“When Elizabeth heard Mary’s greeting, the baby leaped inside her, and Elizabeth was filled with the Holy Spirit.” – Luke 1:41
The Bible has no word for “fetus” equivalent to the way it is used in English. The Greek word used here, “brephos,” is the same word used for babies on the other side of the womb. This powerful scene is just like God – to use the weakest of all to point to the most powerful of truths.
First, let us not miss that John the Baptist is doing what he was born to do as he does for the rest of his life: point to Jesus. He will do so again beside the River Jordan when he exclaims, “Behold the Lamb of God, who takes away the sins of the world!” and when he affirms his mission in John 3:30, “He must become greater, I must become less.” In this moment, even as he is approximately six months in his mother’s womb, he is already doing what he will do with his whole life: pointing to Jesus.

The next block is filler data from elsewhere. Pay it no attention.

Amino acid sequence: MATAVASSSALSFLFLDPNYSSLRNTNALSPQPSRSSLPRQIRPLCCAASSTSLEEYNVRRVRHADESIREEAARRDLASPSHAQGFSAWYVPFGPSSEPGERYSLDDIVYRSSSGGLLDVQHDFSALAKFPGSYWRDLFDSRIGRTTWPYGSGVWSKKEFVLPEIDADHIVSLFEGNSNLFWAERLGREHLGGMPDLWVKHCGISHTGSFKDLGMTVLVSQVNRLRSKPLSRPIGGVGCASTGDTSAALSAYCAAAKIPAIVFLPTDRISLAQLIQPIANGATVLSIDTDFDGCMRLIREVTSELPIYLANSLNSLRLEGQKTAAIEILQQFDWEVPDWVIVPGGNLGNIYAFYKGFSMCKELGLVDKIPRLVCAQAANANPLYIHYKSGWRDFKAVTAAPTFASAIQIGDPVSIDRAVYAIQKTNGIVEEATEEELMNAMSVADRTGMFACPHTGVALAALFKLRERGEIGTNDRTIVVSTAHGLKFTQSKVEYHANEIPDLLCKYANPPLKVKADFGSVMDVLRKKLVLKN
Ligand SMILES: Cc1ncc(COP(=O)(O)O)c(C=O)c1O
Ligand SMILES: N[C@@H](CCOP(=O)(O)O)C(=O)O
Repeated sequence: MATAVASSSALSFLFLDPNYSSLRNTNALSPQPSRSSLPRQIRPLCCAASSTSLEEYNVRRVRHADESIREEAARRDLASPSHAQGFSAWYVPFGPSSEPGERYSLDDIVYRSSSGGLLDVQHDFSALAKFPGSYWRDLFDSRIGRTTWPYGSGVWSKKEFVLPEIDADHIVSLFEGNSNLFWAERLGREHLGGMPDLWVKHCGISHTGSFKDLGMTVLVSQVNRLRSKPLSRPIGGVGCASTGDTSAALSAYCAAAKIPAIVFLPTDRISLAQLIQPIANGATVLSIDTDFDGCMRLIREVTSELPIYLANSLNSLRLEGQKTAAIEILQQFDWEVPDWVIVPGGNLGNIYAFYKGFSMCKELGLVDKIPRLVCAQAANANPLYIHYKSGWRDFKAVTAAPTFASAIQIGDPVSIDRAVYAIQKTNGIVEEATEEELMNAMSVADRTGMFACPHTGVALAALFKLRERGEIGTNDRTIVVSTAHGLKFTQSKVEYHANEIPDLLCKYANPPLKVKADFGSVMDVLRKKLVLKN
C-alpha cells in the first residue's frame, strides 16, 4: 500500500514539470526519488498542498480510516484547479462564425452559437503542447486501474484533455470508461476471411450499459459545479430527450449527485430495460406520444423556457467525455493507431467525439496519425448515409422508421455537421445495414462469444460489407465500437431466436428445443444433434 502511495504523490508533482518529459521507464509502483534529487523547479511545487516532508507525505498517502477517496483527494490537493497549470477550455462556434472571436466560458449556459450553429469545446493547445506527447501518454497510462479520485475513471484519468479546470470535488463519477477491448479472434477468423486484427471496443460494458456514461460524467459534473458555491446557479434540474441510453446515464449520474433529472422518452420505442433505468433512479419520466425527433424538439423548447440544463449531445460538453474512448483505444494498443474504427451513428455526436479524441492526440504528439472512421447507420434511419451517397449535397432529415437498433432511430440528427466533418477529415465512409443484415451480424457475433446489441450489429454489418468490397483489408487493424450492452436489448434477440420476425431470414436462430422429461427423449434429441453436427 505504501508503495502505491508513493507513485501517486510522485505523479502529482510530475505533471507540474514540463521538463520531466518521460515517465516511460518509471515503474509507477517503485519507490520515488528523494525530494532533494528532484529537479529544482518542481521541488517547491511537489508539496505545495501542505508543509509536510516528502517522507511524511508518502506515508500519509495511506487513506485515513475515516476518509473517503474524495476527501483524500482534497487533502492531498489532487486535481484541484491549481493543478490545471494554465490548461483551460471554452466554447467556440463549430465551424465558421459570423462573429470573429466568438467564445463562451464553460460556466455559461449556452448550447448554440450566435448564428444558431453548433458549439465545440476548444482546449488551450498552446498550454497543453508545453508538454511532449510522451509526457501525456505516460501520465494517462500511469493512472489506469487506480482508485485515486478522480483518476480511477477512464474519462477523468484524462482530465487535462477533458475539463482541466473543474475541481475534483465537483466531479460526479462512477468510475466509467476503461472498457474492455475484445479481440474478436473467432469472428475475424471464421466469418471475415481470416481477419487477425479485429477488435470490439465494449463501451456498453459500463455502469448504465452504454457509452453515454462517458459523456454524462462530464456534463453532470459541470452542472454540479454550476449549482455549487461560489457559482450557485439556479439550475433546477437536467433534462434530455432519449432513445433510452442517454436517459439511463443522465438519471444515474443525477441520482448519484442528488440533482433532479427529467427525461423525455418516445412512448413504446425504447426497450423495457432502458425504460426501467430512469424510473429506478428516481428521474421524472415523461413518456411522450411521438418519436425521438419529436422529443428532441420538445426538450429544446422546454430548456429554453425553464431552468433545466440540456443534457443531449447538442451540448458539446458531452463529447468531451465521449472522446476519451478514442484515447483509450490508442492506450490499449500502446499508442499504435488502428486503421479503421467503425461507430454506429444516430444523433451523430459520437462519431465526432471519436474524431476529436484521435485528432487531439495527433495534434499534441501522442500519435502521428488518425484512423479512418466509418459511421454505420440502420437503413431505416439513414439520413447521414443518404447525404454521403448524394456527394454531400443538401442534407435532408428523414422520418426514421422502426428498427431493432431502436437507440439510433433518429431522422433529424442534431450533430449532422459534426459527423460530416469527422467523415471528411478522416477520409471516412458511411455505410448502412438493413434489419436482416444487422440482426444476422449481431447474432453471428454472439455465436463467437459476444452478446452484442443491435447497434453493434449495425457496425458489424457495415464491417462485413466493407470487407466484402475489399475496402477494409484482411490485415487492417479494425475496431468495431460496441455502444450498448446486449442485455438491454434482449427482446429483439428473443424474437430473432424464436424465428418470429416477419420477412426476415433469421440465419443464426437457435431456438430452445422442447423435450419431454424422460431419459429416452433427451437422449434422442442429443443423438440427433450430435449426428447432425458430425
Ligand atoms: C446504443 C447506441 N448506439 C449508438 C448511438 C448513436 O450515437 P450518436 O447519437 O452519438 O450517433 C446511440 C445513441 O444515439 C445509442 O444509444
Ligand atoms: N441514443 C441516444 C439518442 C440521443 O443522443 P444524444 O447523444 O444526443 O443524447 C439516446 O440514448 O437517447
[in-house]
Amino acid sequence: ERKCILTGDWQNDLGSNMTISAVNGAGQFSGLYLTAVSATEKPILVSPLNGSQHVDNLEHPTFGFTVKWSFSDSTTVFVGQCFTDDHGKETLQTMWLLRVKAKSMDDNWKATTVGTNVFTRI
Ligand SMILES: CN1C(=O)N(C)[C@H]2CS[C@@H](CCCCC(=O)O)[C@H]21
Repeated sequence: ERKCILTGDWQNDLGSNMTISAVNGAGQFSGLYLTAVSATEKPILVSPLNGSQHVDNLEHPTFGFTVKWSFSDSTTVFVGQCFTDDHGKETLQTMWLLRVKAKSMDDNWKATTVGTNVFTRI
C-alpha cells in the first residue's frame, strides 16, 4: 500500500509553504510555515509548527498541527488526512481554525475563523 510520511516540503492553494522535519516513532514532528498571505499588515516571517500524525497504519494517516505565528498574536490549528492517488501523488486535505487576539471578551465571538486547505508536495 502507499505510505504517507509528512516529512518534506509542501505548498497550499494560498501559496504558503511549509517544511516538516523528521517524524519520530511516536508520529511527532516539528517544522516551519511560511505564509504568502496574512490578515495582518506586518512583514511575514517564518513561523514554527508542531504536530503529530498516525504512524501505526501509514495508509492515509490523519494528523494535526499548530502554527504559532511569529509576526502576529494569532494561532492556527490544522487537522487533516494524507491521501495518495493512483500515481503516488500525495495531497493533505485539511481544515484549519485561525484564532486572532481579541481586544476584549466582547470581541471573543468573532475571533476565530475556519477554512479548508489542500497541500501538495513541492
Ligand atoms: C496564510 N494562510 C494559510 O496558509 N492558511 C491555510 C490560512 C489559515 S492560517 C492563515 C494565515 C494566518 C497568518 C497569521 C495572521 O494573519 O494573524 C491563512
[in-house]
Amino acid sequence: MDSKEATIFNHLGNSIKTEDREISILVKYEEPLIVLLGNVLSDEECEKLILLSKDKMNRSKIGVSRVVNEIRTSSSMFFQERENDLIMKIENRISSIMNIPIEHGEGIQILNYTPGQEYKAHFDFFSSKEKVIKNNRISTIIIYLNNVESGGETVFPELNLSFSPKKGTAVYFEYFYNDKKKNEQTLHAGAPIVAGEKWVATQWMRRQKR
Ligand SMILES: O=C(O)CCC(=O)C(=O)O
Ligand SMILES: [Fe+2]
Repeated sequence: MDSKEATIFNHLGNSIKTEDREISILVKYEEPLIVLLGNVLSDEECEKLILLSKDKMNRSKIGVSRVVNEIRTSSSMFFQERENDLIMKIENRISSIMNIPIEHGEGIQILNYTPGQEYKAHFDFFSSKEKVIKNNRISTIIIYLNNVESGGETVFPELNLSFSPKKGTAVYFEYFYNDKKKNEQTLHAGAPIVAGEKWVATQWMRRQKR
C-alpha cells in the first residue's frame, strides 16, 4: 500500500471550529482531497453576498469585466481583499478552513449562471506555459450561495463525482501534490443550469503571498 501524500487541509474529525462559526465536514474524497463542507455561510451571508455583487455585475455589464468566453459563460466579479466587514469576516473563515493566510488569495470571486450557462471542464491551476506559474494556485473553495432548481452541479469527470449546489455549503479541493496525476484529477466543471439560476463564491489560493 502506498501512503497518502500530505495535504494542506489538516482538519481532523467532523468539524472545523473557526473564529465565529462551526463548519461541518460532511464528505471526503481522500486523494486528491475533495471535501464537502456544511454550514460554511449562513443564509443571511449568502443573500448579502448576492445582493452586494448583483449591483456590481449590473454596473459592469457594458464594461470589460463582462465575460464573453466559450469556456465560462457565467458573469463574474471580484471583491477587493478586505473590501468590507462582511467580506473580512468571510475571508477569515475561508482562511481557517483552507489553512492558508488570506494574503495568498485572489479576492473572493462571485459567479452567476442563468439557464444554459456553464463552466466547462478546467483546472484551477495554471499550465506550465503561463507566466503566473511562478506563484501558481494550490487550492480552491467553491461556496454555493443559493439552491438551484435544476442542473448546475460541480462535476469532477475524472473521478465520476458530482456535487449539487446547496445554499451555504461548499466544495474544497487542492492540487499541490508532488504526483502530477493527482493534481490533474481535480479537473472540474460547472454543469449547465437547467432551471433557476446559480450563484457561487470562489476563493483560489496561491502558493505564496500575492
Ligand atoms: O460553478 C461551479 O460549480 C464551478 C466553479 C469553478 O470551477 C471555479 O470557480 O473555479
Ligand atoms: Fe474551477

Let us also not miss that the first person to worship Jesus on earth was a “fetus.” Twenty-four–week old baby John the Baptist is worshipping God incarnate, Who wasn’t even old enough to be protected by many of the new laws in many states.
We know the ultimate cry of John by the River Jordan – “behold the Lamb of God that takes away the sins of the world!” But let us not miss his pre–birth cry: “It’s Him Mama, It’s Him!” Perhaps there is no greater passage in all of Scripture that speaks to the value of life in the womb.
“Father, thank you for making me in your image. Help me to value all who are fearfully and wonderfully made, lovingly knitted in the womb of their mothers. Thank you for sending your Son Who emptied Himself and came in order to redeem mankind.”
John Blackmon serves as pastor of Meansville Baptist Church.